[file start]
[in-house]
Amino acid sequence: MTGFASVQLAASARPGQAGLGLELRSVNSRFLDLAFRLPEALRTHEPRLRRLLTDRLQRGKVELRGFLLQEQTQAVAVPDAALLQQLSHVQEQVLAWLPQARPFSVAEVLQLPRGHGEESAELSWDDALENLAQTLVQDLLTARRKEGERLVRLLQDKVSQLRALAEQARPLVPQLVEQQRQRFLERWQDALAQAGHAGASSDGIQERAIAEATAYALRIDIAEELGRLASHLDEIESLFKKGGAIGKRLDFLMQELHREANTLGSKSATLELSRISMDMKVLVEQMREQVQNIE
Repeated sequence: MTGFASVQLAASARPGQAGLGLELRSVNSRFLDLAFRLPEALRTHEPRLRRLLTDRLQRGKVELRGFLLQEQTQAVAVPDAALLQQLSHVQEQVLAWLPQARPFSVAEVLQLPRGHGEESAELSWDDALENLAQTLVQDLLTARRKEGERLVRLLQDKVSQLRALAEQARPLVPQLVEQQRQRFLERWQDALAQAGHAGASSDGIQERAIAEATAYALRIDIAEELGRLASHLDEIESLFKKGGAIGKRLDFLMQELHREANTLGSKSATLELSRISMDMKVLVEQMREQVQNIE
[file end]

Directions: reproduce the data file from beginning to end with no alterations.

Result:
[in-house]
Amino acid sequence: MTGFASVQLAASARPGQAGLGLELRSVNSRFLDLAFRLPEALRTHEPRLRRLLTDRLQRGKVELRGFLLQEQTQAVAVPDAALLQQLSHVQEQVLAWLPQARPFSVAEVLQLPRGHGEESAELSWDDALENLAQTLVQDLLTARRKEGERLVRLLQDKVSQLRALAEQARPLVPQLVEQQRQRFLERWQDALAQAGHAGASSDGIQERAIAEATAYALRIDIAEELGRLASHLDEIESLFKKGGAIGKRLDFLMQELHREANTLGSKSATLELSRISMDMKVLVEQMREQVQNIE
Repeated sequence: MTGFASVQLAASARPGQAGLGLELRSVNSRFLDLAFRLPEALRTHEPRLRRLLTDRLQRGKVELRGFLLQEQTQAVAVPDAALLQQLSHVQEQVLAWLPQARPFSVAEVLQLPRGHGEESAELSWDDALENLAQTLVQDLLTARRKEGERLVRLLQDKVSQLRALAEQARPLVPQLVEQQRQRFLERWQDALAQAGHAGASSDGIQERAIAEATAYALRIDIAEELGRLASHLDEIESLFKKGGAIGKRLDFLMQELHREANTLGSKSATLELSRISMDMKVLVEQMREQVQNIE